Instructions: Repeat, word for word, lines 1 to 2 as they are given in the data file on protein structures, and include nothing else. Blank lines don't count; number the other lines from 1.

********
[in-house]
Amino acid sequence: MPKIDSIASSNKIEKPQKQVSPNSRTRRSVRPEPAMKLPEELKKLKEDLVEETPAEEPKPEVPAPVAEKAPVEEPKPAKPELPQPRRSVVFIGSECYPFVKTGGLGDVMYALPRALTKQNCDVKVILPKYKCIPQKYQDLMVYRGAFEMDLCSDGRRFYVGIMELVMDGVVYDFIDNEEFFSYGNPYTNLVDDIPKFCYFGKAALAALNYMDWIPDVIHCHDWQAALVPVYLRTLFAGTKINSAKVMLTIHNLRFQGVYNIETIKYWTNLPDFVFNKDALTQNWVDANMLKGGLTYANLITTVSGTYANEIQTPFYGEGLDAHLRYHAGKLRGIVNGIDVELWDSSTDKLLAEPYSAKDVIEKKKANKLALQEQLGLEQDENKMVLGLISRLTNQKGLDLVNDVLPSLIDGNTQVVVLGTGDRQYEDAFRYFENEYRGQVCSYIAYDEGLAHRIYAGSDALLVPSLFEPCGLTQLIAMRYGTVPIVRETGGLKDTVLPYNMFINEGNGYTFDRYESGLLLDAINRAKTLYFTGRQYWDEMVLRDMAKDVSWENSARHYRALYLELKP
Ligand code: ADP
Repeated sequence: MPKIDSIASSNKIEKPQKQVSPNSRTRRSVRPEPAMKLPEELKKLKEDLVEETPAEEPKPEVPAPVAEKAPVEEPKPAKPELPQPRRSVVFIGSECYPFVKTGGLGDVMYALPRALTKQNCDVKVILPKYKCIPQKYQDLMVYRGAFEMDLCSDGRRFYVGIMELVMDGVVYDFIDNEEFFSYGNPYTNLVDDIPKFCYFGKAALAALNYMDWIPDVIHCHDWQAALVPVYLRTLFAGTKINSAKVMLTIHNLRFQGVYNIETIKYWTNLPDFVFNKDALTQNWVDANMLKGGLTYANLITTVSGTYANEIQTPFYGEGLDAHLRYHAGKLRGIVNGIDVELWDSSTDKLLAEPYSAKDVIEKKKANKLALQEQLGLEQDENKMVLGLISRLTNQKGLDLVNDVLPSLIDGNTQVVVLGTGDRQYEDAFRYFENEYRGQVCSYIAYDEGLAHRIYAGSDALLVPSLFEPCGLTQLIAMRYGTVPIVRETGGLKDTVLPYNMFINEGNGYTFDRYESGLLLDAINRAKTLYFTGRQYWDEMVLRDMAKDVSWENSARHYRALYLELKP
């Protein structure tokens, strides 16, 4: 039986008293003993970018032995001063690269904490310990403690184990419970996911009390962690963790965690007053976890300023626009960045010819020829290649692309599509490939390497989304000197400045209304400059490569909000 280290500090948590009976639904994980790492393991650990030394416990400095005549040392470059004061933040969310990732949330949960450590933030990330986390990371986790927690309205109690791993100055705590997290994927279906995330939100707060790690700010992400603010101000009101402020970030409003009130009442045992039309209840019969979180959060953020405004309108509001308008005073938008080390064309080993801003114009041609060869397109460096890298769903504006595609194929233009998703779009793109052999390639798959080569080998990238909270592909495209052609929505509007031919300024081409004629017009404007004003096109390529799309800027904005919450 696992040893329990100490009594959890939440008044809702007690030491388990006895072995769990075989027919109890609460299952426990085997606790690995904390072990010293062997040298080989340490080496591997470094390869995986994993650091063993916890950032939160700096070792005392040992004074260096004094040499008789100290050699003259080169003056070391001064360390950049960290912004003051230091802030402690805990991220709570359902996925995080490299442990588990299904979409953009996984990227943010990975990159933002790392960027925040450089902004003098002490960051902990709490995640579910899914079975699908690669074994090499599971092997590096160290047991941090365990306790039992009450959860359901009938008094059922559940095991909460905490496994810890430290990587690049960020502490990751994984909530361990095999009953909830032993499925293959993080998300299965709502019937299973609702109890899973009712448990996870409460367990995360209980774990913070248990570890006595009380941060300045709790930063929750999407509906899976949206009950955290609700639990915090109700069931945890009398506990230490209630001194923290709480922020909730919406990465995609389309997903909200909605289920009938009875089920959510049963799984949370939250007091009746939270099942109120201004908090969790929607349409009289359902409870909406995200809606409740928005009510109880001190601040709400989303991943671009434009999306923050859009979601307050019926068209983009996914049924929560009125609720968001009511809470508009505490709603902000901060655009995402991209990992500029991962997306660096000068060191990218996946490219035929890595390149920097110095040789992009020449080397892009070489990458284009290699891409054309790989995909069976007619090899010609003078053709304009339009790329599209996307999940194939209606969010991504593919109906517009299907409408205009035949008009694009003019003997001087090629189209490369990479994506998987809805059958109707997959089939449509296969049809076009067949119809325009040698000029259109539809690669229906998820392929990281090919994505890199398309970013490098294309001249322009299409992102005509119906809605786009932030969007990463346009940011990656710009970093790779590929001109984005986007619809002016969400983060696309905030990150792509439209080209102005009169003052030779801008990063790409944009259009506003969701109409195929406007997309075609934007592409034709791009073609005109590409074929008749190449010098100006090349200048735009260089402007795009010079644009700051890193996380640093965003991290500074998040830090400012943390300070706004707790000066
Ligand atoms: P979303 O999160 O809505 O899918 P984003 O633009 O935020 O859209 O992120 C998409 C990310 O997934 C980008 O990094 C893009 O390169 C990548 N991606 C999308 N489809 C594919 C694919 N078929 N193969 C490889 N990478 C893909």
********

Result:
[in-house]
Amino acid sequence: MPKIDSIASSNKIEKPQKQVSPNSRTRRSVRPEPAMKLPEELKKLKEDLVEETPAEEPKPEVPAPVAEKAPVEEPKPAKPELPQPRRSVVFIGSECYPFVKTGGLGDVMYALPRALTKQNCDVKVILPKYKCIPQKYQDLMVYRGAFEMDLCSDGRRFYVGIMELVMDGVVYDFIDNEEFFSYGNPYTNLVDDIPKFCYFGKAALAALNYMDWIPDVIHCHDWQAALVPVYLRTLFAGTKINSAKVMLTIHNLRFQGVYNIETIKYWTNLPDFVFNKDALTQNWVDANMLKGGLTYANLITTVSGTYANEIQTPFYGEGLDAHLRYHAGKLRGIVNGIDVELWDSSTDKLLAEPYSAKDVIEKKKANKLALQEQLGLEQDENKMVLGLISRLTNQKGLDLVNDVLPSLIDGNTQVVVLGTGDRQYEDAFRYFENEYRGQVCSYIAYDEGLAHRIYAGSDALLVPSLFEPCGLTQLIAMRYGTVPIVRETGGLKDTVLPYNMFINEGNGYTFDRYESGLLLDAINRAKTLYFTGRQYWDEMVLRDMAKDVSWENSARHYRALYLELKP